Celiac Disease and Children

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Celiac Disease in Children

It was once believed that celiac disease was a childhood illness that could be outgrown. We now know that celiac disease affects men, women and children of all ages and races. Unfortunately, celiac disease cannot be outgrown; it is a lifelong condition.

Symptoms of Celiac Disease in Children

Symptoms of celiac disease vary from person to person and can begin at any age. Identifying celiac disease in children can be difficult as irritability is one of the most common symptoms for kids. Additionally, only 20-30% of kids with celiac disease will have stomach symptoms.

Common symptoms in kids include:

  • Decreased appetite – Children and toddlers can be picky eaters, but this problem can be made worse in children with celiac disease. In addition to not wanting to eat certain foods, kids with celiac disease experience discomfort (or worse) due the their inability to eat gluten.
  • Failure to thrive/delayed growth or puberty – Failure to thrive is a term used to describe children who are far behind their peers in height and weight. Children who fail to thrive are usually much shorter or smaller than other kids their age. As many as 10% of children with no cause for delayed growth may have celiac disease.Teenagers that fail to thrive might not experience the normal body changes that occur with puberty. Learn more about failure to thrive here.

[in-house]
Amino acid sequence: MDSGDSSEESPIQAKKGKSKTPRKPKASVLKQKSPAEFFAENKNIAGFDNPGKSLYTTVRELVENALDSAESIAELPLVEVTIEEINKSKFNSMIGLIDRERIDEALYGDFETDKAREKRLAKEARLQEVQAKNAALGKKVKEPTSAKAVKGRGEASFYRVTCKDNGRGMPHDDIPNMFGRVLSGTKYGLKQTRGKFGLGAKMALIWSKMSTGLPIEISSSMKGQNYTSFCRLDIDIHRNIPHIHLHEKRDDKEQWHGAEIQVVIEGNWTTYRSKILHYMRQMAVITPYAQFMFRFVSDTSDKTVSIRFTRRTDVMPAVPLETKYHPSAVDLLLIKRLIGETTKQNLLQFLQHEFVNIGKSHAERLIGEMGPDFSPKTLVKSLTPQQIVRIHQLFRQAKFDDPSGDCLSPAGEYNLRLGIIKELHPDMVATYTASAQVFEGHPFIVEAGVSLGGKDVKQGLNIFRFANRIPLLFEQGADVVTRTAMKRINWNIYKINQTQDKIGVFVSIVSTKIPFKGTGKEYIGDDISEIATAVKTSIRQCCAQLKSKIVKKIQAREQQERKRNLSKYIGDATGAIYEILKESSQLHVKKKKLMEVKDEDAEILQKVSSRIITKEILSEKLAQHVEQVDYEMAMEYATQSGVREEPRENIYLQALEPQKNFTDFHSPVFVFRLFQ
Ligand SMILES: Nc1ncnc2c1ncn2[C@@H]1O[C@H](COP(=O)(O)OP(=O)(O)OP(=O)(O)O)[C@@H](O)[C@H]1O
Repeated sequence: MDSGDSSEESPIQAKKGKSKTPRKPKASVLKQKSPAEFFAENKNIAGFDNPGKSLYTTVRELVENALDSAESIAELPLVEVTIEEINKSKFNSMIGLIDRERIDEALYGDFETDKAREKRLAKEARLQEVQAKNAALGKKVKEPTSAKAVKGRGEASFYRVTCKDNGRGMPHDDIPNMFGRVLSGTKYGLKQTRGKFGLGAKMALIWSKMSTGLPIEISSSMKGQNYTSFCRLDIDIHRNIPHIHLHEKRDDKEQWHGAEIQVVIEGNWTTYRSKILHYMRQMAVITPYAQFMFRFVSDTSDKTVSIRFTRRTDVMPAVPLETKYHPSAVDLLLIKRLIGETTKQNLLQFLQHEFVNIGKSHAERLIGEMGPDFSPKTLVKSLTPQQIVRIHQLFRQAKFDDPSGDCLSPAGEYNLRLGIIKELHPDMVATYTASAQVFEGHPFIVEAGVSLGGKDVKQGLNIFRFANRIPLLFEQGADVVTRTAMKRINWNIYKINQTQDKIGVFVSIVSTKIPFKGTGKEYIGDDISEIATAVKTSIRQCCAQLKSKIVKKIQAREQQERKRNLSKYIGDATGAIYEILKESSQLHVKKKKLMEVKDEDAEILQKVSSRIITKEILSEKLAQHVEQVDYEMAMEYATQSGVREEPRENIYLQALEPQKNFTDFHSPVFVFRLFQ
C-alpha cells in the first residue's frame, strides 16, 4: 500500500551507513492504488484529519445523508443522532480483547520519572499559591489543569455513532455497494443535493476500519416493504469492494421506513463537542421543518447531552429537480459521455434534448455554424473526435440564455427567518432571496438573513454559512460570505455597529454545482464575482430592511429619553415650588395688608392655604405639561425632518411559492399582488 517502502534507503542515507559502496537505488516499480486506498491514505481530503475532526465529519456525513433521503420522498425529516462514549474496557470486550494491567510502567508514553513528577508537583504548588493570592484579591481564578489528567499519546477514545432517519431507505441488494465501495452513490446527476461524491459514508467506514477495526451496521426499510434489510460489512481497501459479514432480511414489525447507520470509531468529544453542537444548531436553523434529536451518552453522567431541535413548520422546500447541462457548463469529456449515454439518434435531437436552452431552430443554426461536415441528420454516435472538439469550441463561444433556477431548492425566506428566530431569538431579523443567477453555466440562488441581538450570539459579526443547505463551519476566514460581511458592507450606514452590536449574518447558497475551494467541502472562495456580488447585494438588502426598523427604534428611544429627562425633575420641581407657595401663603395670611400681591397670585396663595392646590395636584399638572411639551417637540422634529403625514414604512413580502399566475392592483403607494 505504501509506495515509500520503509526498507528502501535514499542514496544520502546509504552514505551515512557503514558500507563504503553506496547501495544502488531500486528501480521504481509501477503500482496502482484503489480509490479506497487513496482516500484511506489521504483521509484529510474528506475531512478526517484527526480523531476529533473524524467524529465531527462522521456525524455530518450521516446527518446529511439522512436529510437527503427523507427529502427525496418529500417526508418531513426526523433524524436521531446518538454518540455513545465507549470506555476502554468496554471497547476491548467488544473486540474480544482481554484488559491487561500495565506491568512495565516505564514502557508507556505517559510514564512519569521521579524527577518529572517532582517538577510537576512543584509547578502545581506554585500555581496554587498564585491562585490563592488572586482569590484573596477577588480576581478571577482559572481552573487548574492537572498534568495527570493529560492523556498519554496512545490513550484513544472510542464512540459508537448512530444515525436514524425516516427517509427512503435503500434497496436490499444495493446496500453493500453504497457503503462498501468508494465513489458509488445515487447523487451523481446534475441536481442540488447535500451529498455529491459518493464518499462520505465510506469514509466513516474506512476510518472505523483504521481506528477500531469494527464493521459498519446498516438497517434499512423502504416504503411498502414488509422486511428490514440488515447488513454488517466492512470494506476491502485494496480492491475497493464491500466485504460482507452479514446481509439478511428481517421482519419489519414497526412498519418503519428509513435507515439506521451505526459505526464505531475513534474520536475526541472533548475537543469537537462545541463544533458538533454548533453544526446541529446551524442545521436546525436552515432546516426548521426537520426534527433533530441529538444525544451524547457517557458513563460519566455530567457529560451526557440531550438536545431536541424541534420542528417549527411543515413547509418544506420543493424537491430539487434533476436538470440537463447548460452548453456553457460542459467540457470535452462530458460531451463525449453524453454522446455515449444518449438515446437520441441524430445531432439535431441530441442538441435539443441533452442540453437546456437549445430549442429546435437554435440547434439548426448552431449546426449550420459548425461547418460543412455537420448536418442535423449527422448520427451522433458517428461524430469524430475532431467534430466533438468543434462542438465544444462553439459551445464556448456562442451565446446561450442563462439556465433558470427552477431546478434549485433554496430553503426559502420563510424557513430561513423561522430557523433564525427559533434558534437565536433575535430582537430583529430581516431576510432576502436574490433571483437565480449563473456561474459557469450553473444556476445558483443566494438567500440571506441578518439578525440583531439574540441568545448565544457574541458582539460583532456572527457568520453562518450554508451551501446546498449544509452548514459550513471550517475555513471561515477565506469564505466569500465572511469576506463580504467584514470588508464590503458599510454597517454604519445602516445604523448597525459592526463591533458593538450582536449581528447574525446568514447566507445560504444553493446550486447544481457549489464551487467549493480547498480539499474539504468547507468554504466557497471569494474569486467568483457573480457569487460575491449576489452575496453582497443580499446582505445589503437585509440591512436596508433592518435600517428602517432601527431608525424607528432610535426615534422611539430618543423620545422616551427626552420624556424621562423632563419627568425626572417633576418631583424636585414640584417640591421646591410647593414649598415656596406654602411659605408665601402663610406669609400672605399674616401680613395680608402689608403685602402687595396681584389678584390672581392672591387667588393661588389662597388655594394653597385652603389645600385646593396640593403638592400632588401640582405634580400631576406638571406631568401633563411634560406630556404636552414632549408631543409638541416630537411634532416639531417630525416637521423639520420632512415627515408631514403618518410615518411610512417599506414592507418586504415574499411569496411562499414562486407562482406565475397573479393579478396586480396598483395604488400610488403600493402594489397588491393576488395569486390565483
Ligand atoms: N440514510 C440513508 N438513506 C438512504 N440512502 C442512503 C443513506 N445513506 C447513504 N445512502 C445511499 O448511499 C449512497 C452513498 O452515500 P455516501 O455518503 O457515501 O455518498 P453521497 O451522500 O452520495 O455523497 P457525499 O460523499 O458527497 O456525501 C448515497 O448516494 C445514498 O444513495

• Swollen belly – Toddlers and young children with celiac disease may have a protruding “potbelly” or distended abdomen.

Other symptoms can include:

  • Anemia
  • Bloating and gas
  • Chronic diarrhea or constipation
  • Damaged or discolored tooth enamel
  • Fatigue
  • Itchy skin rash (known as dermatitis herpetiformis)
  • Poor weight gain
  • Vomiting

It is important to note that nearly 75% of children with celiac disease are overweight at diagnosis.

Testing Children for Celiac Disease

If you think your child could have celiac disease, it is extremely important that you have them tested by a doctor and keep them on a normal, gluten-containing diet throughout the testing process. It is likely that the celiac disease tests could be inaccurate if the child is on a gluten-free diet.The celiac disease testing process begins with a simple blood test. Learn more about celiac disease testing here.

Information courtesy of Beyond Celiac

2016-12-12T00:23:32+00:00

About the Author:

Gluten Intolerance Group of North America (GIG) has been a highly respected leader in the gluten-free community since it was founded in 1974.